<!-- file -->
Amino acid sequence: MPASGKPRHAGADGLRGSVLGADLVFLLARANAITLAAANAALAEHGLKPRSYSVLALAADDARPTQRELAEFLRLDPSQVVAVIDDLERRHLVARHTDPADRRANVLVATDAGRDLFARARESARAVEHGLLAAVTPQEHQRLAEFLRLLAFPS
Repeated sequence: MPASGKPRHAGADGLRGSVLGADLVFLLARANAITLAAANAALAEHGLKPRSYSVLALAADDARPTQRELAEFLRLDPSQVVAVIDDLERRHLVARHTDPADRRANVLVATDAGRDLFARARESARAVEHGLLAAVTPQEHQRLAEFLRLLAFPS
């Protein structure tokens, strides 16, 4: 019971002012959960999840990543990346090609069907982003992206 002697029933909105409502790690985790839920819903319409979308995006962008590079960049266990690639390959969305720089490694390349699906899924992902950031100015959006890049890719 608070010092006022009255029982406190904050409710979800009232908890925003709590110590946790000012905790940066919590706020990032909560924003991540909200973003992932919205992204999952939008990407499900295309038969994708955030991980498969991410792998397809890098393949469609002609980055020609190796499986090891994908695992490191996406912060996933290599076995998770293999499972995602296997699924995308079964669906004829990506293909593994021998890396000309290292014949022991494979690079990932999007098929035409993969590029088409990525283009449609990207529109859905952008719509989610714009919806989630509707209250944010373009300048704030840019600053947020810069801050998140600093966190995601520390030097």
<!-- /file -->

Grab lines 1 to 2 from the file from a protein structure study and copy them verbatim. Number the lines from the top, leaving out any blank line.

Amino acid sequence: MPASGKPRHAGADGLRGSVLGADLVFLLARANAITLAAANAALAEHGLKPRSYSVLALAADDARPTQRELAEFLRLDPSQVVAVIDDLERRHLVARHTDPADRRANVLVATDAGRDLFARARESARAVEHGLLAAVTPQEHQRLAEFLRLLAFPS
Repeated sequence: MPASGKPRHAGADGLRGSVLGADLVFLLARANAITLAAANAALAEHGLKPRSYSVLALAADDARPTQRELAEFLRLDPSQVVAVIDDLERRHLVARHTDPADRRANVLVATDAGRDLFARARESARAVEHGLLAAVTPQEHQRLAEFLRLLAFPS